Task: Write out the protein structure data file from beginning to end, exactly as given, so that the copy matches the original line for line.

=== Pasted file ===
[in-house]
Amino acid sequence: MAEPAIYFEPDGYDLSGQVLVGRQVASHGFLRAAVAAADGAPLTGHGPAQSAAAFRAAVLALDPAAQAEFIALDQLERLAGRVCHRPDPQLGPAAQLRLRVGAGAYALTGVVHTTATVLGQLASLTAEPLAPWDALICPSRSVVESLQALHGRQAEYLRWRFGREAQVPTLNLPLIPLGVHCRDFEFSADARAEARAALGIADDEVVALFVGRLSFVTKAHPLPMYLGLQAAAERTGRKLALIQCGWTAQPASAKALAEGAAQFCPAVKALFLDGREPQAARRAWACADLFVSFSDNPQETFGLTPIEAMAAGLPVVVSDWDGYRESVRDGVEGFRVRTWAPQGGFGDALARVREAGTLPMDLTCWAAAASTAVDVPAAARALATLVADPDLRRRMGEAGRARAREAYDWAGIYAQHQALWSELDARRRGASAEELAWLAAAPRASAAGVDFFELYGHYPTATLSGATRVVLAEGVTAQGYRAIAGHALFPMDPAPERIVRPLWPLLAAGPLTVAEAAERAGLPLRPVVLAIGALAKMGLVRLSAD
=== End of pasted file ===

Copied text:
[in-house]
Amino acid sequence: MAEPAIYFEPDGYDLSGQVLVGRQVASHGFLRAAVAAADGAPLTGHGPAQSAAAFRAAVLALDPAAQAEFIALDQLERLAGRVCHRPDPQLGPAAQLRLRVGAGAYALTGVVHTTATVLGQLASLTAEPLAPWDALICPSRSVVESLQALHGRQAEYLRWRFGREAQVPTLNLPLIPLGVHCRDFEFSADARAEARAALGIADDEVVALFVGRLSFVTKAHPLPMYLGLQAAAERTGRKLALIQCGWTAQPASAKALAEGAAQFCPAVKALFLDGREPQAARRAWACADLFVSFSDNPQETFGLTPIEAMAAGLPVVVSDWDGYRESVRDGVEGFRVRTWAPQGGFGDALARVREAGTLPMDLTCWAAAASTAVDVPAAARALATLVADPDLRRRMGEAGRARAREAYDWAGIYAQHQALWSELDARRRGASAEELAWLAAAPRASAAGVDFFELYGHYPTATLSGATRVVLAEGVTAQGYRAIAGHALFPMDPAPERIVRPLWPLLAAGPLTVAEAAERAGLPLRPVVLAIGALAKMGLVRLSAD